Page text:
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Psst! Wanna see an actual Hubble image of a planet forming around a nearby star?
Theorized exoplanet AB Aurigae b now directly seen in photos.
We now know of over 5,000 exoplanets, worlds orbiting other stars. The vast majority of those were discovered via the transit method, where the planet causes a mini-eclipse and blocks a little bit of its host star’s light. This is an indirect method; we don’t see the planet itself, just the effect it has on its star’s light.
As of right now, fewer than 60 exoplanets have been directly imaged; that is, seen in actual images taken of their star. This method works best looking in infrared light with young stars — newly formed planets glow in IR due to their own heat, while stars tend not to emit as much infrared, making the planets easier to spot. This also works best for planets that are pretty far from their star — 50-300 times farther out than Earth is from the Sun — so they aren’t lost in the glare.
This can work for even younger planets too. So young, they’re still forming.
AB Aurigae is a young star, 2-4 million years old, and is about 560 light-years from Earth. It’s more massive, hotter, and brighter than the Sun, and is what we call a pre-main-sequence star, not quite yet fusing hydrogen and helium in its core, but very close.
It’s surrounded by the dust and gas from which it formed. There’s a ring of dust seen in millimeter wavelengths by ALMA that’s about 18 billion kilometers out from the star, and a flat disk of gas much closer in. The gas disk has spiral arms in it, which theoretical models show could indicate a planet or brown dwarf — an object intermediate in mass between a planet and star — in there, its gravity disturbing the gas in the disk. The dust ring also cuts off abruptly on its inside edge; another indicator of a decently massive body orbiting the star, its gravity truncating the inner ring.
With that in mind, a team of astronomers used the huge Subaru telescope in Hawaii and Hubble Space Telescope to look for any possible still-forming planets, called protoplanets, orbiting AB Aurigae.
And it looks like they found one.
A bright spot is seen a small distance away from the star, roughly 90 times the Earth-Sun distance, or about 14 billion kilometers out — a bit over twice as far as Pluto from the Sun. It’s outside the main disk of gas but inside the dust ring.
AB Aur moves slowly in our sky relative to more distant objects, and if this spot were a background star or galaxy it would be at a very different position in the images after 15 years. It was seen in infrared observations taken by Hubble in 2007, and is still in nearly the same position relative to the star in new observations. It’s also seen in images taken with the Subaru telescope, so it’s not due to some telescope or processing artifact. It’s real, and it moves along with the star.
Not only that, over the time between images the spot is seen to move a little bit around the star, consistent with it orbiting the star at that distance in a counterclockwise direction. That would be true for a protoplanet as well as for just some large clump of gas, so that’s interesting but not conclusive.
Better, though: Its position matches theoretical predictions of where a massive protoplanet should be to explain the spiral features in the gas disk, which is exciting.
It’s also clearly not a point source, not a simple dot, in the images. Its size implies it’s at most about 2 billion kilometers across, which is huge. However, if a still-forming planet is at that distance from its star and has a mass of about 4 times Jupiter’s mass, it would have a disk of material surrounding it that would be about that size. So again, this is consistent with a massive protoplanet.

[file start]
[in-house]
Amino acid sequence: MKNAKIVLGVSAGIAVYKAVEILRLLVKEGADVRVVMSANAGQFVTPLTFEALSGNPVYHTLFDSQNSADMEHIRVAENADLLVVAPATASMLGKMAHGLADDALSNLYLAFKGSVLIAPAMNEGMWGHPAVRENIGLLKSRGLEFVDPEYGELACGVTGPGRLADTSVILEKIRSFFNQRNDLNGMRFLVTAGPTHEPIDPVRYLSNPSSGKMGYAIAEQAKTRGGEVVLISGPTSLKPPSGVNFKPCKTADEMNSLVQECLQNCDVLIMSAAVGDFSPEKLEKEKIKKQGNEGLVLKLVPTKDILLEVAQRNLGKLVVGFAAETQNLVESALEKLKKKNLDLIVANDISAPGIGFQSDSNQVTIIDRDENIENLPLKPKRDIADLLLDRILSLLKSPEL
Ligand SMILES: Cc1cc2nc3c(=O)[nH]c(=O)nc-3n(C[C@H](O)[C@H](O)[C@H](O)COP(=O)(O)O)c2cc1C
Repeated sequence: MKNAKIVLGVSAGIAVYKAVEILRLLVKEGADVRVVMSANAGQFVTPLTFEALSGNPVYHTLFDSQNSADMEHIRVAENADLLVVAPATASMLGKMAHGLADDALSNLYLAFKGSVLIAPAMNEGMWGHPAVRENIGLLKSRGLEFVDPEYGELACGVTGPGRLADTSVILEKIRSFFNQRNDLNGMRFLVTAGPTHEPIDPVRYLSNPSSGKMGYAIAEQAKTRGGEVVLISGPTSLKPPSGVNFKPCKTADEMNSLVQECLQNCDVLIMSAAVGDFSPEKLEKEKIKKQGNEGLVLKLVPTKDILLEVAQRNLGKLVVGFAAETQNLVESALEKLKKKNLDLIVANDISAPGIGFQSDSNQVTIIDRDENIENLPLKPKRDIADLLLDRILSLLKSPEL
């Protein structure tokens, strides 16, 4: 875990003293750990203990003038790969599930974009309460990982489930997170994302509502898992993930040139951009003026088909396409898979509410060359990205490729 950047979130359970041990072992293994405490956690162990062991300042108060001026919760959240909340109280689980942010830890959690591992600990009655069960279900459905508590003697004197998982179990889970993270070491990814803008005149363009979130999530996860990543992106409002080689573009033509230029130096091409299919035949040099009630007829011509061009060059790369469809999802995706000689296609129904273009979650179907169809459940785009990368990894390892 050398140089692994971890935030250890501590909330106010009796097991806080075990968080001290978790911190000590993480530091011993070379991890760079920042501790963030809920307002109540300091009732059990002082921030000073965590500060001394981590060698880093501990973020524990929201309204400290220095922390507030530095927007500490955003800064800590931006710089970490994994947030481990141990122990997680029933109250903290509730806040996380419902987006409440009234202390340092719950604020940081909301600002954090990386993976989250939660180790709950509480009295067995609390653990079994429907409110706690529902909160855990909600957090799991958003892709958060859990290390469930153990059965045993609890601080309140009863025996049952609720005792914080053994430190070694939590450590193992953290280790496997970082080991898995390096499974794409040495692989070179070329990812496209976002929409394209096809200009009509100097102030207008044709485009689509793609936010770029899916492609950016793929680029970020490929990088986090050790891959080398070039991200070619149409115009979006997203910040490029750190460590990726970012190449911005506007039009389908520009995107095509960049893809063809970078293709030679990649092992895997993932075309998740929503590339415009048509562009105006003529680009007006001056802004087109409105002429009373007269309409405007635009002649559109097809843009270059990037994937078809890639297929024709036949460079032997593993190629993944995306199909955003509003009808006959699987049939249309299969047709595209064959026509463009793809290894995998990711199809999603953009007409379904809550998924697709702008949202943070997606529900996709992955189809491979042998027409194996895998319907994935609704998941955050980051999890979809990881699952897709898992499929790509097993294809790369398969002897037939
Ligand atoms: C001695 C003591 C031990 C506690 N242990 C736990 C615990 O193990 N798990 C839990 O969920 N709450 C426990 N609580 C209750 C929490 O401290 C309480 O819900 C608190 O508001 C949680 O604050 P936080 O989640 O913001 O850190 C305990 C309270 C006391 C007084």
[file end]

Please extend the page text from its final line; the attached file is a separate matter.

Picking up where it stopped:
If this were just a blob of dust orbiting the star, the light we see from it would be highly polarized; that is, the waves of light would be strongly aligned. This is not seen, indicating the light is coming from the object itself and not just from reflected light. In other words, it’s glowing. Also, it’s seen in the kind of light emitted by excited hydrogen gas, which is expected for a planet surrounded by gas that’s falling into it.
The colors of the spot also are consistent with it being a massive but still very hot planet. Using theoretical models, the best fit the astronomers got was for a young planet about 9 times Jupiter’s mass, 2.75 times its diameter — pretty big, but that’s because its still forming and hasn’t settled down yet — and with a temperature of about 2,000° C. Super hot, but again that’s expected. That matches an accretion rate — how quickly matter is falling on it — of about a millionth of Jupiter’s mass every year. That may not sound like much, but Jupiter is a beast. That accretion rate is equal to 5,000 trillion tons per day.
That’s 66 billion tons per second. Per second. That’s like a 4-kilometer-wide asteroid — roughly half the diameter of the dinosaur killer — impacting the protoplanet every single second of every day of every year, for hundreds of thousands of years. No wonder it’s glowing hot.
Having said all this, this isn’t conclusive proof it really is an accreting protoplanet, but it’s pretty dang convincing evidence.
That makes me very happy. As I’ve written before, back in the day I worked on the 1999 Hubble observations of this star. This potential protoplanet was too close to the star to be seen in our data, but the new observations were done in a different way that allowed the planet to be teased out of all the light from the star. Impressive.
And it’s so close to us! We see stars forming all over the Milky Way, all the time, and this is yet another piece of the galactic puzzle that shows that planets form right along with them. The Universe is filled with planets, worlds beyond counting, and we’re just getting started finding them.
Tip o’ the dew shield to Thayne Currie, lead author on this research, for alerting me to his work.